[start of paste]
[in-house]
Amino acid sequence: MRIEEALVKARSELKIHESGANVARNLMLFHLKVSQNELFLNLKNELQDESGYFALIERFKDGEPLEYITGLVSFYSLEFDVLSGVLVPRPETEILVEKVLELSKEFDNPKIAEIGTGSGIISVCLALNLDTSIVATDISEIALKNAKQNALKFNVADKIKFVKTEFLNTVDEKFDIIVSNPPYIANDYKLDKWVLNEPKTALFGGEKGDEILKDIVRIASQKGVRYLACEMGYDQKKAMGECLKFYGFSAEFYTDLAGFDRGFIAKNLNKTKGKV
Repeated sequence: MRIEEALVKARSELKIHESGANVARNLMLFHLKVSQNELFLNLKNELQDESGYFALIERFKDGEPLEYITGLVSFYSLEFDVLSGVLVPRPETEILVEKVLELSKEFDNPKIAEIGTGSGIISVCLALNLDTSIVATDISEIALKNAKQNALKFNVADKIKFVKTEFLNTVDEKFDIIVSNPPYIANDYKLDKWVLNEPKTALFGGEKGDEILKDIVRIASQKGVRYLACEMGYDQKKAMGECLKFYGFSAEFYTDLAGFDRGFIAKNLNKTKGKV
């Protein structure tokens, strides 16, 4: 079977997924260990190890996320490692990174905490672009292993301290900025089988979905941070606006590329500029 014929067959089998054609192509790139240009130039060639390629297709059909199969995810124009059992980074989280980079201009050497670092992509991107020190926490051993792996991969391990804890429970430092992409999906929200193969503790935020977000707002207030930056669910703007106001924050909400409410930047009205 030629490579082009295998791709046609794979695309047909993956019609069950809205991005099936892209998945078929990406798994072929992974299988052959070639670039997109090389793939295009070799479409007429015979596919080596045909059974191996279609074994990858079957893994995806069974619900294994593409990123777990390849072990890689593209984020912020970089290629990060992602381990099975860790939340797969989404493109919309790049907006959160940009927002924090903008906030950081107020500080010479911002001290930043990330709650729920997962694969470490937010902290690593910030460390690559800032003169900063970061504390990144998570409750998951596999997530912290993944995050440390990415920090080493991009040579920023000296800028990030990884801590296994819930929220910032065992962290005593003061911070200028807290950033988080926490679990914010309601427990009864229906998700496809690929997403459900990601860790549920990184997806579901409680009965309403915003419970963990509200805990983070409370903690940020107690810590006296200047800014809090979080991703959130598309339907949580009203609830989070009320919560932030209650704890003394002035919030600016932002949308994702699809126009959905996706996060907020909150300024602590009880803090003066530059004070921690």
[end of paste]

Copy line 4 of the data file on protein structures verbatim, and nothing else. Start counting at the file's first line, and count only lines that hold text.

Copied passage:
């Protein structure tokens, strides 16, 4: 079977997924260990190890996320490692990174905490672009292993301290900025089988979905941070606006590329500029 014929067959089998054609192509790139240009130039060639390629297709059909199969995810124009059992980074989280980079201009050497670092992509991107020190926490051993792996991969391990804890429970430092992409999906929200193969503790935020977000707002207030930056669910703007106001924050909400409410930047009205 030629490579082009295998791709046609794979695309047909993956019609069950809205991005099936892209998945078929990406798994072929992974299988052959070639670039997109090389793939295009070799479409007429015979596919080596045909059974191996279609074994990858079957893994995806069974619900294994593409990123777990390849072990890689593209984020912020970089290629990060992602381990099975860790939340797969989404493109919309790049907006959160940009927002924090903008906030950081107020500080010479911002001290930043990330709650729920997962694969470490937010902290690593910030460390690559800032003169900063970061504390990144998570409750998951596999997530912290993944995050440390990415920090080493991009040579920023000296800028990030990884801590296994819930929220910032065992962290005593003061911070200028807290950033988080926490679990914010309601427990009864229906998700496809690929997403459900990601860790549920990184997806579901409680009965309403915003419970963990509200805990983070409370903690940020107690810590006296200047800014809090979080991703959130598309339907949580009203609830989070009320919560932030209650704890003394002035919030600016932002949308994702699809126009959905996706996060907020909150300024602590009880803090003066530059004070921690």